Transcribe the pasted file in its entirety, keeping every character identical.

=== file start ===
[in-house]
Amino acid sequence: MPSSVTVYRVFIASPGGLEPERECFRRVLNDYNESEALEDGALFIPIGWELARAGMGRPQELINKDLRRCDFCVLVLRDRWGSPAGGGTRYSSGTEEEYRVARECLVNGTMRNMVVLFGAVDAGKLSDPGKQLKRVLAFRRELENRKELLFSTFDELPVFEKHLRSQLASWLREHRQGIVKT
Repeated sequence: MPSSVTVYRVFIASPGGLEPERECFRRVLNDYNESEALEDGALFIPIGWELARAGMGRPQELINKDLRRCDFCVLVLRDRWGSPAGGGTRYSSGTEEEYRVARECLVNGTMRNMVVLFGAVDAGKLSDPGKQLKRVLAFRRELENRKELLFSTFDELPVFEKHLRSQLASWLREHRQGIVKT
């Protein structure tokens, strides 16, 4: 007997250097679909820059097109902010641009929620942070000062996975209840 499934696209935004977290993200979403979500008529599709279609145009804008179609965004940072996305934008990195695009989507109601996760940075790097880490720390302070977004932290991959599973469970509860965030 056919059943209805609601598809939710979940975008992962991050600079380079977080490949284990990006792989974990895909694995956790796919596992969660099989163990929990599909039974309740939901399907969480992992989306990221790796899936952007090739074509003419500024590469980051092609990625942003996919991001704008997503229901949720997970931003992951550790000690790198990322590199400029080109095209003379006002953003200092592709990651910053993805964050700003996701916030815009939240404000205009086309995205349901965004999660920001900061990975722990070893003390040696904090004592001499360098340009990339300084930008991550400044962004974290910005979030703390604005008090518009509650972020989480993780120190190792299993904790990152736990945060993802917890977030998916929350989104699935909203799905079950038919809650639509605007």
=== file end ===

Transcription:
[in-house]
Amino acid sequence: MPSSVTVYRVFIASPGGLEPERECFRRVLNDYNESEALEDGALFIPIGWELARAGMGRPQELINKDLRRCDFCVLVLRDRWGSPAGGGTRYSSGTEEEYRVARECLVNGTMRNMVVLFGAVDAGKLSDPGKQLKRVLAFRRELENRKELLFSTFDELPVFEKHLRSQLASWLREHRQGIVKT
Repeated sequence: MPSSVTVYRVFIASPGGLEPERECFRRVLNDYNESEALEDGALFIPIGWELARAGMGRPQELINKDLRRCDFCVLVLRDRWGSPAGGGTRYSSGTEEEYRVARECLVNGTMRNMVVLFGAVDAGKLSDPGKQLKRVLAFRRELENRKELLFSTFDELPVFEKHLRSQLASWLREHRQGIVKT
């Protein structure tokens, strides 16, 4: 007997250097679909820059097109902010641009929620942070000062996975209840 499934696209935004977290993200979403979500008529599709279609145009804008179609965004940072996305934008990195695009989507109601996760940075790097880490720390302070977004932290991959599973469970509860965030 056919059943209805609601598809939710979940975008992962991050600079380079977080490949284990990006792989974990895909694995956790796919596992969660099989163990929990599909039974309740939901399907969480992992989306990221790796899936952007090739074509003419500024590469980051092609990625942003996919991001704008997503229901949720997970931003992951550790000690790198990322590199400029080109095209003379006002953003200092592709990651910053993805964050700003996701916030815009939240404000205009086309995205349901965004999660920001900061990975722990070893003390040696904090004592001499360098340009990339300084930008991550400044962004974290910005979030703390604005008090518009509650972020989480993780120190190792299993904790990152736990945060993802917890977030998916929350989104699935909203799905079950038919809650639509605007």